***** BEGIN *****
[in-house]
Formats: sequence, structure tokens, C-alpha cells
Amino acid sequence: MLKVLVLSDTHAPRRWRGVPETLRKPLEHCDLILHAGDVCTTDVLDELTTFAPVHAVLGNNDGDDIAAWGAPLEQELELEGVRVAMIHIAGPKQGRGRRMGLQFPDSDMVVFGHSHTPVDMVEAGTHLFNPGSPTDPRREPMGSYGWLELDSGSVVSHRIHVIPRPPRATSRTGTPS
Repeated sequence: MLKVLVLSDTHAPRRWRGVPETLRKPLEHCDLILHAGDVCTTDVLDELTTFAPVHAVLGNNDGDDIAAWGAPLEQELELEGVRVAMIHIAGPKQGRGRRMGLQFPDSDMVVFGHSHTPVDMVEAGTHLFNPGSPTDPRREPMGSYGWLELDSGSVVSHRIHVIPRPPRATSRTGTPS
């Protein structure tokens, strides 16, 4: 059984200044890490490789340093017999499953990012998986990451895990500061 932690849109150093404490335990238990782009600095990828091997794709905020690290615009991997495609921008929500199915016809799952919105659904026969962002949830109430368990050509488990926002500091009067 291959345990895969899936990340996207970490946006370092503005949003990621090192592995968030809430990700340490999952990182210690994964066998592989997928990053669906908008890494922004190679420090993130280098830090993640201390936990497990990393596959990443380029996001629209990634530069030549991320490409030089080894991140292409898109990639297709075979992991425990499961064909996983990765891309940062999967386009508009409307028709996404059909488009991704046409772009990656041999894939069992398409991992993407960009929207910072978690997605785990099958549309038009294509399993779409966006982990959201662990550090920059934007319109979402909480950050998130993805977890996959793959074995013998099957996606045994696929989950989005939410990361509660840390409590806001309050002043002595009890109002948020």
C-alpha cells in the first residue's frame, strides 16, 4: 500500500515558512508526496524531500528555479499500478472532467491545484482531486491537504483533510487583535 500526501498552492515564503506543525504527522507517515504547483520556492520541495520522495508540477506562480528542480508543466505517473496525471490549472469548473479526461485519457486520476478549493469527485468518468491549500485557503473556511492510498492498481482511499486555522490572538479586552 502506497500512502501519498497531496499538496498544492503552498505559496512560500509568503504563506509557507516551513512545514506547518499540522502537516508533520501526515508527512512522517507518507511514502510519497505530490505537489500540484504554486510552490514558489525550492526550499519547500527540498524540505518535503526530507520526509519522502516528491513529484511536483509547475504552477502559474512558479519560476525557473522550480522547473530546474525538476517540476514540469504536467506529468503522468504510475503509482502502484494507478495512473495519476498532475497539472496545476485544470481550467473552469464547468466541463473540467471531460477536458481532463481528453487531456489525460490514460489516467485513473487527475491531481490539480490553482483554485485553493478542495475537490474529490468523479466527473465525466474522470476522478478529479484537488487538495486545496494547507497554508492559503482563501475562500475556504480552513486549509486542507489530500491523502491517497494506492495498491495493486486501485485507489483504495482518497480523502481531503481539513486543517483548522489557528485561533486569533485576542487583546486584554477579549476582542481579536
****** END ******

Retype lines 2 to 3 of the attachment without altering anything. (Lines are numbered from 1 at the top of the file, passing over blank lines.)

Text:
Formats: sequence, structure tokens, C-alpha cells
Amino acid sequence: MLKVLVLSDTHAPRRWRGVPETLRKPLEHCDLILHAGDVCTTDVLDELTTFAPVHAVLGNNDGDDIAAWGAPLEQELELEGVRVAMIHIAGPKQGRGRRMGLQFPDSDMVVFGHSHTPVDMVEAGTHLFNPGSPTDPRREPMGSYGWLELDSGSVVSHRIHVIPRPPRATSRTGTPS